Subject: Weep over Harlem
July 26, 2007 Edition > Section: Real Estate > Printer-Friendly Version
City's Developers Agree: "Harlem Has Arrived"
BY MICHAEL STOLER
July 26, 2007
A state-of-the-art, 640,000-square-foot office building with retail on the lower levels, a 200-room hotel, Manhattan's first big-box retail center, and a blossoming of trendy boutiques and restaurants: This is a description not of Chelsea, the fast-rising High Line area, or Lower Manhattan. The neighborhood is the legendary home of the Apollo Theater, the great community of Harlem.
"It is incredible witnessing the resurgence of this once-overlooked area," the principal at KG Plymouth Group, Michael Davis, said.
"There are so many projects taking place that are shaping what the future of what Harlem will look like; and while a number of questions linger from the river-to-river 125th street rezoning, and others the most significant certainty is that Harlem has arrived."
He continued: "The market has created a magnitude of opportunities for owners and developers to create projects that will have a long-term positive impact on the city and will be the springboard for Harlem's continued prosperity and growth."
Next month, construction is scheduled to begin on Hotel 124, a 130,000-square-foot property located on 125th Street and Fifth Avenue. It is the first new hotel in Harlem in more than 40 years and may include residential condominiums on the top floors. The Upper Manhattan Empowerment Zone intends to provide a $2.8 million subordinated loan, based on a projected project cost of $75 million, which will create in excess of 61 full-time permanent jobs for the community.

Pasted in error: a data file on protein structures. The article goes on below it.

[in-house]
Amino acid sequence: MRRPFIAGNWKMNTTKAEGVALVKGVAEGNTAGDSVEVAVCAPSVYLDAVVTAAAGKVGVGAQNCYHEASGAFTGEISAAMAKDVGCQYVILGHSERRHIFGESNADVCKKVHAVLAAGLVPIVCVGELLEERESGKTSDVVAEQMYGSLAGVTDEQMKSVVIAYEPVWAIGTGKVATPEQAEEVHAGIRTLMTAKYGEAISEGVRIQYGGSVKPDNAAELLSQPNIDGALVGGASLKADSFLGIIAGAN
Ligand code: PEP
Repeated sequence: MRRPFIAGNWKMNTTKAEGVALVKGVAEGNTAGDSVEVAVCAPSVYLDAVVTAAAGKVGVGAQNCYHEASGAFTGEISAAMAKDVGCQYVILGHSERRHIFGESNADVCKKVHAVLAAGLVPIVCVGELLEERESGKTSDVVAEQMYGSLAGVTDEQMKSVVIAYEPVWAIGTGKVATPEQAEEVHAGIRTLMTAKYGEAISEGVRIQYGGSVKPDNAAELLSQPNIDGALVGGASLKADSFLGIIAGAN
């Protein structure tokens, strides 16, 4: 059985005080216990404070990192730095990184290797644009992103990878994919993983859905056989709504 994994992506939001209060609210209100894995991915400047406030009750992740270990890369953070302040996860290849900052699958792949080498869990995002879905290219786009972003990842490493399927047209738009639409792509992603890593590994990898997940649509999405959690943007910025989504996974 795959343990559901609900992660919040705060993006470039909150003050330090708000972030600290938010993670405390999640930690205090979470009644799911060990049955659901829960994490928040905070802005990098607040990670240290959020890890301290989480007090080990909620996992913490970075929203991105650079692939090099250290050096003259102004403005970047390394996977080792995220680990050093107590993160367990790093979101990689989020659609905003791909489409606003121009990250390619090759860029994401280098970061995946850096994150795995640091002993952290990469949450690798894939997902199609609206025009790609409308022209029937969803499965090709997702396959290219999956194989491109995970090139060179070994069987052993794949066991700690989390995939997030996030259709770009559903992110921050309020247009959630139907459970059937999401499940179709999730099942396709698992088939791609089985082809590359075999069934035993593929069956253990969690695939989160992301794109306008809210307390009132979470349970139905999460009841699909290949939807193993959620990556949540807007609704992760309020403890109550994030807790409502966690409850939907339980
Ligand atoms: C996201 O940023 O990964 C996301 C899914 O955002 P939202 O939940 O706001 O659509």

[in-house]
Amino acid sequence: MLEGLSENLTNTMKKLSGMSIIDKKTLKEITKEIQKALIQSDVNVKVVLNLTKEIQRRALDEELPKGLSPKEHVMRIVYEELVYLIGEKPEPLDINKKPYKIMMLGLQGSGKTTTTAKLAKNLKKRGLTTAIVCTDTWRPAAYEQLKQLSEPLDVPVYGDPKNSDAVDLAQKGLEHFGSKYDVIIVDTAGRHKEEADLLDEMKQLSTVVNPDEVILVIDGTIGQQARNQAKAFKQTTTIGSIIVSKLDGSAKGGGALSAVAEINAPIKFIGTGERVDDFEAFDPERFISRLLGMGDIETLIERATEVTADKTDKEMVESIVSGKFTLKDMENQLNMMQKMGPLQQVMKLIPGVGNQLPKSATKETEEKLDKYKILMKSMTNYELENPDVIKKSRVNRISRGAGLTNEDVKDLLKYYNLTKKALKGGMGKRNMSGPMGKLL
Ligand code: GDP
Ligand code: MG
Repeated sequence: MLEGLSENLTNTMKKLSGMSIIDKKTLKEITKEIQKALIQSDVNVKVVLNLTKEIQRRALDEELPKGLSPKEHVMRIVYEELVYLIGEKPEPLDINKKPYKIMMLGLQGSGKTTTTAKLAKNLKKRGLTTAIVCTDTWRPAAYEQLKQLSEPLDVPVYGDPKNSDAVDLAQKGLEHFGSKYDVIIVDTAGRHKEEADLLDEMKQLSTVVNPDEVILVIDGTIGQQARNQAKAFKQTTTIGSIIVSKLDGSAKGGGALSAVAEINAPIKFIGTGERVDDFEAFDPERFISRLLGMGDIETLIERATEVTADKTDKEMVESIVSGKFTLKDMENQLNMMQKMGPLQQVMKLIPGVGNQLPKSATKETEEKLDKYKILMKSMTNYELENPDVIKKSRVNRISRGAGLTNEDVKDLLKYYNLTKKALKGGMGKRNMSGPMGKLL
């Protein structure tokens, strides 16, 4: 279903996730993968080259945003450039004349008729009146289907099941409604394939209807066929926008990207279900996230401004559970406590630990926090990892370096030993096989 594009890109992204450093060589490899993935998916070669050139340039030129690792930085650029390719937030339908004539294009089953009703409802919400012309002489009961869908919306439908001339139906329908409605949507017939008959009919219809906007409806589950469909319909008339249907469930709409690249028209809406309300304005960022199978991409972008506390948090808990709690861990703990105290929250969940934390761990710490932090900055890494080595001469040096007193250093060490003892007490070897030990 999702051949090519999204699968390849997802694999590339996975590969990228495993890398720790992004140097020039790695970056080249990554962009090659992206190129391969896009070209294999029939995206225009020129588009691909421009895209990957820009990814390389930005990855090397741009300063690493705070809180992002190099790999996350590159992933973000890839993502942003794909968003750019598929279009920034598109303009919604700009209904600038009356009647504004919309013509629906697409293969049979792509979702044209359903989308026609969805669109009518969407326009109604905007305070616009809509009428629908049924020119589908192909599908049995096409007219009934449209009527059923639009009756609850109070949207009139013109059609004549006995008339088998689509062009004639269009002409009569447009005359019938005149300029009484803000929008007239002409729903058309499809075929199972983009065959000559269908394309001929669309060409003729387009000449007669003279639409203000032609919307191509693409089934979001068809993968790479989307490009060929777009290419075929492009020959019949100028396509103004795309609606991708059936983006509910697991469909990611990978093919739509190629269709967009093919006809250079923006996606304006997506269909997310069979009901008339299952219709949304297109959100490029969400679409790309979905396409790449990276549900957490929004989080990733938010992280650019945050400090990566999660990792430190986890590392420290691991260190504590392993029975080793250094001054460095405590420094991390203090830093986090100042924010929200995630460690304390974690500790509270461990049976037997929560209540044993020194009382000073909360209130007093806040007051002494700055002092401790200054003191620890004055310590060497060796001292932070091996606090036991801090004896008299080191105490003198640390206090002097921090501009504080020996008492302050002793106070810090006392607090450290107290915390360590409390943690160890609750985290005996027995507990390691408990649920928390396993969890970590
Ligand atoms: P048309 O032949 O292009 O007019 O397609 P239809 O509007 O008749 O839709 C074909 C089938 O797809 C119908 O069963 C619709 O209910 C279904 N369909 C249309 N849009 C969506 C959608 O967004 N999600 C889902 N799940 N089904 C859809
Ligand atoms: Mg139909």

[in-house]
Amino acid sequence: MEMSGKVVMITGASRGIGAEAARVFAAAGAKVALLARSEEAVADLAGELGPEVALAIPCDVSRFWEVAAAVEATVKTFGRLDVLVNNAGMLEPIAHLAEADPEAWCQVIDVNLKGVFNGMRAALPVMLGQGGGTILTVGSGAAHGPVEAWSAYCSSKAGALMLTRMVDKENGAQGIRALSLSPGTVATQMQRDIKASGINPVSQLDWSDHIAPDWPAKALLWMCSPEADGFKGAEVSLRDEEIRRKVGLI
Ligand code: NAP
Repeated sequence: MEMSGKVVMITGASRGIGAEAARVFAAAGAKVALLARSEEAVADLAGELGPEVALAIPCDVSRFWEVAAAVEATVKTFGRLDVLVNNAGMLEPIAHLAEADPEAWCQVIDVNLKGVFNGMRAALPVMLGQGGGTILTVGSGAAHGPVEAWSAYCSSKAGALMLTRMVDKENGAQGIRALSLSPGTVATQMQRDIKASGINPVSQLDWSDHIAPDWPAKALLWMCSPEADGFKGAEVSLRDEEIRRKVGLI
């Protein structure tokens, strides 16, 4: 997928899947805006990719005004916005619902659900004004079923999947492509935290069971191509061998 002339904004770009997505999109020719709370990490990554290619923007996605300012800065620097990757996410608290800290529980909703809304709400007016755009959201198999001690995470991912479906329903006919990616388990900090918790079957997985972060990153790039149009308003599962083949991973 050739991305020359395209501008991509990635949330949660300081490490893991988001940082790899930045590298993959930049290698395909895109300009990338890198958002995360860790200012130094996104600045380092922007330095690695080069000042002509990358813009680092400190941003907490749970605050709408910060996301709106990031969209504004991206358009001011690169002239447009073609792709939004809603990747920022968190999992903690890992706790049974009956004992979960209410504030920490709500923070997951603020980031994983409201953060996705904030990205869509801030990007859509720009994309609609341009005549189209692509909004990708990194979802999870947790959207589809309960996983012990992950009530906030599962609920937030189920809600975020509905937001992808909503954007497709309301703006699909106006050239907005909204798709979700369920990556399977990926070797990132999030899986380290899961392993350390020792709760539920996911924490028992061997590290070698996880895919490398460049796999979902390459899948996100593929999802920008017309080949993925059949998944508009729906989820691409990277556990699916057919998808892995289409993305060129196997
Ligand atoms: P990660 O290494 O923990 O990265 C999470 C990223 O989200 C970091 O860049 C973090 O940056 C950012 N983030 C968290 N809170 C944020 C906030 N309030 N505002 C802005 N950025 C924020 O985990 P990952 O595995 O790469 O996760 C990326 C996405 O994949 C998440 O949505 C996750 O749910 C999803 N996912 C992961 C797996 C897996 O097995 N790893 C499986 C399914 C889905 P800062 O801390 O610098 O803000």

The president and CEO of the Upper Manhattan Empowerment Zone Development Corporation, Kenneth Knuckles, said Harlem real estate has strong value because of "the incredible housing stock, great transportation network, and central location, and, of course, the considerable price difference in comparison to Manhattan below 96th Street.
"Building on the rezoning and the extensive development of Frederick Douglas Boulevard between 110th and 125th streets, we see the emergence of Frederick Douglas Boulevard as a prime mixed-use corridor with a core concentration of national retail," he said.
This fall, a joint venture of Vornado Realty Trust, MacFarlane Partners which is representing the California Public Employees Retirement Systems and Integrated Holdings is expected to break ground on Harlem Park, a 640,000-square-foot tower at 125th Street and Park Avenue, adjacent to the Metro North train stop. The 21-story tower would have about 100,000 square feet of retail, underground parking, and 540,000 square feet of Class A office space. The office space is expected to rent for more than a 50% discount for brand new space in Midtown.
Last month, a total of 16 prime retail buildings on the 125th Street retail corridor were sold for a record price of $50 million, the highest price ever paid for retail space in Harlem. These buildings, totaling 35,000 square feet of space, were sold to the Sigfield Group for $1,429 a square foot. The properties are located at 112-118 W. 125th St., 250 W. 125th St., 301-303 W. 125th St., and 2331-2349 Frederick Douglas Blvd.
"The Harlem sales market continues to outpace the rest of Manhattan with demand exceeding supply, and new shops and restaurants opening weekly," the managing partner at Massey Knakal Realty Services, Shimon Shkury, said. "The infrastructure is back-filling at an ultra-aggressive pace, which makes Central Harlem one of the most dynamic markets in the country."
A principal at USHA Holdings, Atul Bhatara, said Harlem "is becoming a total residential, commercial, retail, and intellectual hub. From the luxury developments to the commerce on 125th Street, to the expanding restaurant destinations all over Harlem, and of course the expansion of City College and Columbia, Harlem is forging an identity for itself, not only distinguishing itself from other areas of Manhattan, but from Manhattan itself."
This September, Touro College Medical School's first class will begin studying in the former Blumstein's department store building at 230 W. 125th St. across from the Apollo Theater. The Upper Manhattan Empowerment Zone provided a $4.7 million loan to Touro College to help build a 50,000-square-foot campus in the former department store, which had been dormant for nearly three decades. The new campus will employ 156 people and serve 1,000 undergraduate and 300 graduate students.